learn only 3 things about them ...
Limpets are sometimes confused with barnacles.
Limpets can move! But only at high tide.
area around a limpet is often grazed bare of algae.
seen? Limpets are found many of our shores. Both on and
under stones, as well as on rocks and other hard surfaces. Sometimes
the shell is covered with algae and mud and the limpet might look
like a sea slug. Immobile at low tide, these abundant snails are often
considered uninteresting and ignored by visitors. But they are actually
quite amazing little creatures.
Features: 'Limpets' are molluscs
with an uncoiled, umbrella-shaped shell, often with ribs. They are
gastropods, and like the snails
more familiar to us, also have a broad foot upon which they creep
about. Unlike snails, however, limpets don't have an operculum to
seal the opening in their shell. Instead, they clamp down tightly
against the rock. Their grip is so strong that if you try to pry them
off, you will hurt them. So please don't do this. If you want to see
what the limpet looks like under its shell, have a look at the factsheets
Sometimes confused with barnacles
which are crustacea; small oysters
(Family Ostreidae) which are bivalves;
and slipper snails
(Family Calyptraeidae) which are another kind of gastropod. Unlike
limpets, all these other animals cannot move around. More on how to
tell apart shelled
animals found on rocks.
Limpets can move! Unlike the immobile
barnacles, limpets can move around. Like most other snails, limpets
have tentacles, a broad foot and a radula. The limpet's broad foot
firmly grips the rock to avoid being dislodged by waves or predators.
do they eat? Most limpets graze the thin layer of tiny
plants and animals that coat a rock. In fact, to find limpets, look
out for a 'bare' patch of rock! They feed at high tide. At
low tide, you may see some grazing at night or when it is cool or
wet. Those found in shallow tide pools may also continue to feed at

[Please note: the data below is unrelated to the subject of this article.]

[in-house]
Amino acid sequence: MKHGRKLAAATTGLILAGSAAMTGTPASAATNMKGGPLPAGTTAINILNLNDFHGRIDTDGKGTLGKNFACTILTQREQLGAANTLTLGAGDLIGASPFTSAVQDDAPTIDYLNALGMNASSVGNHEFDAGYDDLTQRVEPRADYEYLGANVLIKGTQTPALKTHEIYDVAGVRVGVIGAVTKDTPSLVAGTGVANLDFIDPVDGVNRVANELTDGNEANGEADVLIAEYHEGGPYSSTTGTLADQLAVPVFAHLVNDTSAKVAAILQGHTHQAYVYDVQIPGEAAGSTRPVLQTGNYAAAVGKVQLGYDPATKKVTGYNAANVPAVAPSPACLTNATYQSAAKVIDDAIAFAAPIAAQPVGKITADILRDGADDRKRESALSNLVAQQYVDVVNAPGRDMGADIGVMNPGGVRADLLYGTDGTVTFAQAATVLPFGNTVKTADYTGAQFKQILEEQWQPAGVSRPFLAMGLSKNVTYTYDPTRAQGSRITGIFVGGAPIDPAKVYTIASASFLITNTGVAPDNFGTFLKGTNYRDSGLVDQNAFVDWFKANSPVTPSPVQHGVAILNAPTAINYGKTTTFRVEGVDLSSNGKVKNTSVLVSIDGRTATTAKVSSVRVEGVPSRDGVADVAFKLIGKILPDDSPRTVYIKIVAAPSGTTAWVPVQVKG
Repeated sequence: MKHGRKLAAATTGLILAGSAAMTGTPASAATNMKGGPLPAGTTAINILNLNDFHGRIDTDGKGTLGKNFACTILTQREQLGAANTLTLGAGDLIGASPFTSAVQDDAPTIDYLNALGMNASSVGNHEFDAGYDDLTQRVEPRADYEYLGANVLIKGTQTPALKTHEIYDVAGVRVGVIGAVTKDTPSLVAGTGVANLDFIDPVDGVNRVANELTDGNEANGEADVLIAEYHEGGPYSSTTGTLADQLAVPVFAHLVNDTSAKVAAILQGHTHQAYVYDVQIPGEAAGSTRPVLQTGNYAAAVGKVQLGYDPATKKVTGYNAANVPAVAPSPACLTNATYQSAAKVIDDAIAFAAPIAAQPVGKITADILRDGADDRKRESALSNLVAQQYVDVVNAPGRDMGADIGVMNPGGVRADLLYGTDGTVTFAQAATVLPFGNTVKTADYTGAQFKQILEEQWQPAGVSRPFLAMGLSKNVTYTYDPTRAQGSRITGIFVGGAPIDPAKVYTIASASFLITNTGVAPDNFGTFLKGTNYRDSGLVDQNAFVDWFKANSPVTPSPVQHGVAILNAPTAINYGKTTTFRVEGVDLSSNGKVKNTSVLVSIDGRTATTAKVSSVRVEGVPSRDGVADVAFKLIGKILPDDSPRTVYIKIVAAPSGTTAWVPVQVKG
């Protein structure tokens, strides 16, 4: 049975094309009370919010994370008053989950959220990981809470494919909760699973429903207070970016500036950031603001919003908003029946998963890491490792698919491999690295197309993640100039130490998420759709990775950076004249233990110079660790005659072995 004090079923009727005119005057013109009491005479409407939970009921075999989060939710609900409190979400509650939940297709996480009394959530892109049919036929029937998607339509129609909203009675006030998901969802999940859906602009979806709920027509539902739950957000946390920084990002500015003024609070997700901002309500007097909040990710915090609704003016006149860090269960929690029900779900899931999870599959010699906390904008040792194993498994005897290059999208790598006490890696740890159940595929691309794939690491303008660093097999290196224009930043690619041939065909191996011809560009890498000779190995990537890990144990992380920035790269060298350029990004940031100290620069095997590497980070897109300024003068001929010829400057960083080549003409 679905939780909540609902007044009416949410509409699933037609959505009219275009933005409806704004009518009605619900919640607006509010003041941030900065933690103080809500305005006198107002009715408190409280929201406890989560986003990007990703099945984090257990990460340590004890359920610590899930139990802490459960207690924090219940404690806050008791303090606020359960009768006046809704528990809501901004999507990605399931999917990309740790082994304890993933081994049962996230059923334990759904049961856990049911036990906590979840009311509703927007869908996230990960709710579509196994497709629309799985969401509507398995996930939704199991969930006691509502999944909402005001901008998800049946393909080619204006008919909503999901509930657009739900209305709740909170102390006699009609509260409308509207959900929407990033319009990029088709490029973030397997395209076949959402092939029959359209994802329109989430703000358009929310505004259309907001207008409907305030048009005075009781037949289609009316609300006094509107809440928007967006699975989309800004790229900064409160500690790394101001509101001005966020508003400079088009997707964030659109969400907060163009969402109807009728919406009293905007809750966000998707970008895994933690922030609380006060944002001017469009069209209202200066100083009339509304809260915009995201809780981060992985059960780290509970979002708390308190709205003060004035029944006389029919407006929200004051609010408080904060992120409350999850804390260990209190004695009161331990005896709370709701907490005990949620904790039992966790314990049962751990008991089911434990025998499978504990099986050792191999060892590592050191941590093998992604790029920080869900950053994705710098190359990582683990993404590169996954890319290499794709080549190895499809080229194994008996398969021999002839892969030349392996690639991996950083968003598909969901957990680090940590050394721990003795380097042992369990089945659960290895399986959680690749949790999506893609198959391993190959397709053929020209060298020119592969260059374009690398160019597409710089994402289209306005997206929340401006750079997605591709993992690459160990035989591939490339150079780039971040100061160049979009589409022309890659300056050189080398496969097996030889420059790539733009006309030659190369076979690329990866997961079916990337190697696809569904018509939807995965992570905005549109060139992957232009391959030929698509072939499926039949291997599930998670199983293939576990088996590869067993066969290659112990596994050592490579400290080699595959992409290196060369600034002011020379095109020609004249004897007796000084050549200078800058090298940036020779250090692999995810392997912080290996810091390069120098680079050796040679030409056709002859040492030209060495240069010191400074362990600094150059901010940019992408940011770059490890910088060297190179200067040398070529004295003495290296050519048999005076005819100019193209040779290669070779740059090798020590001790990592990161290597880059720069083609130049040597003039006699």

Home on the Rock: Some species of
limpets have a strong homing instinct and move back to the same resting
spot after a feeding bout.
This spot is often a slight depression in the rock which fits the
outline of the shell perfectly, and is called the 'home scar'. The
limpet creates this perfect spot by rubbing against the rock, wearing
away the shell and/or the rock so that a perfect fit is created! Even
as the limpet grows bigger.
Sometimes, you might come across a spot on a rock in the shape of
a limpet that is completely 'clean'. This could be the home scar of
a limpet that has recently come to an unhappy end. In the photo on
the right, you can see the feeding trails leading from the home scar.
Some limpets are believed to follow their mucus trails back to the
home scar. In some of these homing limpets, their mucus also stimulates
the growth of algae!
are limpets? Two major groups of snails have umbrella-shaped
shells. They come from quite separate groups and are not closely related.
One group of limpets called True limpets breathe through gills.
Some, like those of the Family Patellidae and Lottiidae do not have
holes in their shells.
The Family Fissurellidae includes the Keyhole
limpets which have a hole at the tip of their conical shells.
Water is sucked in from under the shell, passes over the two feathery
gills, and is then expelled out of the hole in the shell. To avoid
water loss through this hole, these limpets live in wetter places.
Another member of the Family Fissurellidae are the Shield-limpets
(Scutus sp.). Their bodies are a lot larger than their shell.
In fact, the shell might be completely covered by their mantle, making
them appear to be slugs. A Shield-limpet's
body usually folds up around the edges of the shell and may cover